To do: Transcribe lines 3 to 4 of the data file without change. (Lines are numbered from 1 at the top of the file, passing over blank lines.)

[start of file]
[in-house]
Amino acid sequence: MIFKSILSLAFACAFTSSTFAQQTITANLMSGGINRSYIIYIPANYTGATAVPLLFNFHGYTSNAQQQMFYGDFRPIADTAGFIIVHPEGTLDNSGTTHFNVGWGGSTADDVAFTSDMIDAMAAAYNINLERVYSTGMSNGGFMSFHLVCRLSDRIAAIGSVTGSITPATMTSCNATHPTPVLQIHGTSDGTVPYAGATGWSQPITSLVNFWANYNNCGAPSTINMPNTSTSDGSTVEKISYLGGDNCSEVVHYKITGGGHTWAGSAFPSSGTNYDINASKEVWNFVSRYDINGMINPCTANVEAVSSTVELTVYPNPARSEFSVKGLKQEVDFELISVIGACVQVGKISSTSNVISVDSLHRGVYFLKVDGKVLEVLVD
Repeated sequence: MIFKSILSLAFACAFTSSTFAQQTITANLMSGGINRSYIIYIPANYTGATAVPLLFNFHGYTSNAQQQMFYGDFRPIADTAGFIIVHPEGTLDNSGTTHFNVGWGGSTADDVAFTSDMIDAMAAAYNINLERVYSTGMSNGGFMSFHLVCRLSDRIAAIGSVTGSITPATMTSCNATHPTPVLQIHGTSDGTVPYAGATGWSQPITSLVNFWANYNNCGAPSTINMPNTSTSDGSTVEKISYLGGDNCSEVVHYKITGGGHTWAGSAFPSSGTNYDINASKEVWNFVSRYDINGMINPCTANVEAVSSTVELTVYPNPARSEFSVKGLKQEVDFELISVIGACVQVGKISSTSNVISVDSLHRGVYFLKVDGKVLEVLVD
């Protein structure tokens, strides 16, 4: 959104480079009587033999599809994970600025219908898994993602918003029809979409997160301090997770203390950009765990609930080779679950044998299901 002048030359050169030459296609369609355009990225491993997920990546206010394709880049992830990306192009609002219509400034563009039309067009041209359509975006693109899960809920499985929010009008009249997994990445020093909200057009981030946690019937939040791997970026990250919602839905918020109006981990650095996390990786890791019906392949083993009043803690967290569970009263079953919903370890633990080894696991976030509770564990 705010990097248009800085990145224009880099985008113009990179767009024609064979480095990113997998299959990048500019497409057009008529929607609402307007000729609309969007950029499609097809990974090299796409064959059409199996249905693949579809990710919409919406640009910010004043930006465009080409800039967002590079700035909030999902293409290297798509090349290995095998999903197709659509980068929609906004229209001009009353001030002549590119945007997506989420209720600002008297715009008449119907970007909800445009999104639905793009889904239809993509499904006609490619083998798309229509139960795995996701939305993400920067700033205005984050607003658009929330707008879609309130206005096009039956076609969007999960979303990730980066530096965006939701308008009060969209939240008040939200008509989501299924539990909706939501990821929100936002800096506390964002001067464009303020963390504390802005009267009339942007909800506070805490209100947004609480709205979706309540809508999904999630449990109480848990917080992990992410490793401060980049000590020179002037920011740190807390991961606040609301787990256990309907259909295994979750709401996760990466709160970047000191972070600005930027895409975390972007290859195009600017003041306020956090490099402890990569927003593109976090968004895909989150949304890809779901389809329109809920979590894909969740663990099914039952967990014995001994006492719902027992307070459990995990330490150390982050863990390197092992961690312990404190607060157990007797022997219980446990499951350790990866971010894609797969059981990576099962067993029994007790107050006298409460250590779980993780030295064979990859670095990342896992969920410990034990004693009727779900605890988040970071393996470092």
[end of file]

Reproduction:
Repeated sequence: MIFKSILSLAFACAFTSSTFAQQTITANLMSGGINRSYIIYIPANYTGATAVPLLFNFHGYTSNAQQQMFYGDFRPIADTAGFIIVHPEGTLDNSGTTHFNVGWGGSTADDVAFTSDMIDAMAAAYNINLERVYSTGMSNGGFMSFHLVCRLSDRIAAIGSVTGSITPATMTSCNATHPTPVLQIHGTSDGTVPYAGATGWSQPITSLVNFWANYNNCGAPSTINMPNTSTSDGSTVEKISYLGGDNCSEVVHYKITGGGHTWAGSAFPSSGTNYDINASKEVWNFVSRYDINGMINPCTANVEAVSSTVELTVYPNPARSEFSVKGLKQEVDFELISVIGACVQVGKISSTSNVISVDSLHRGVYFLKVDGKVLEVLVD
């Protein structure tokens, strides 16, 4: 959104480079009587033999599809994970600025219908898994993602918003029809979409997160301090997770203390950009765990609930080779679950044998299901 002048030359050169030459296609369609355009990225491993997920990546206010394709880049992830990306192009609002219509400034563009039309067009041209359509975006693109899960809920499985929010009008009249997994990445020093909200057009981030946690019937939040791997970026990250919602839905918020109006981990650095996390990786890791019906392949083993009043803690967290569970009263079953919903370890633990080894696991976030509770564990 705010990097248009800085990145224009880099985008113009990179767009024609064979480095990113997998299959990048500019497409057009008529929607609402307007000729609309969007950029499609097809990974090299796409064959059409199996249905693949579809990710919409919406640009910010004043930006465009080409800039967002590079700035909030999902293409290297798509090349290995095998999903197709659509980068929609906004229209001009009353001030002549590119945007997506989420209720600002008297715009008449119907970007909800445009999104639905793009889904239809993509499904006609490619083998798309229509139960795995996701939305993400920067700033205005984050607003658009929330707008879609309130206005096009039956076609969007999960979303990730980066530096965006939701308008009060969209939240008040939200008509989501299924539990909706939501990821929100936002800096506390964002001067464009303020963390504390802005009267009339942007909800506070805490209100947004609480709205979706309540809508999904999630449990109480848990917080992990992410490793401060980049000590020179002037920011740190807390991961606040609301787990256990309907259909295994979750709401996760990466709160970047000191972070600005930027895409975390972007290859195009600017003041306020956090490099402890990569927003593109976090968004895909989150949304890809779901389809329109809920979590894909969740663990099914039952967990014995001994006492719902027992307070459990995990330490150390982050863990390197092992961690312990404190607060157990007797022997219980446990499951350790990866971010894609797969059981990576099962067993029994007790107050006298409460250590779980993780030295064979990859670095990342896992969920410990034990004693009727779900605890988040970071393996470092």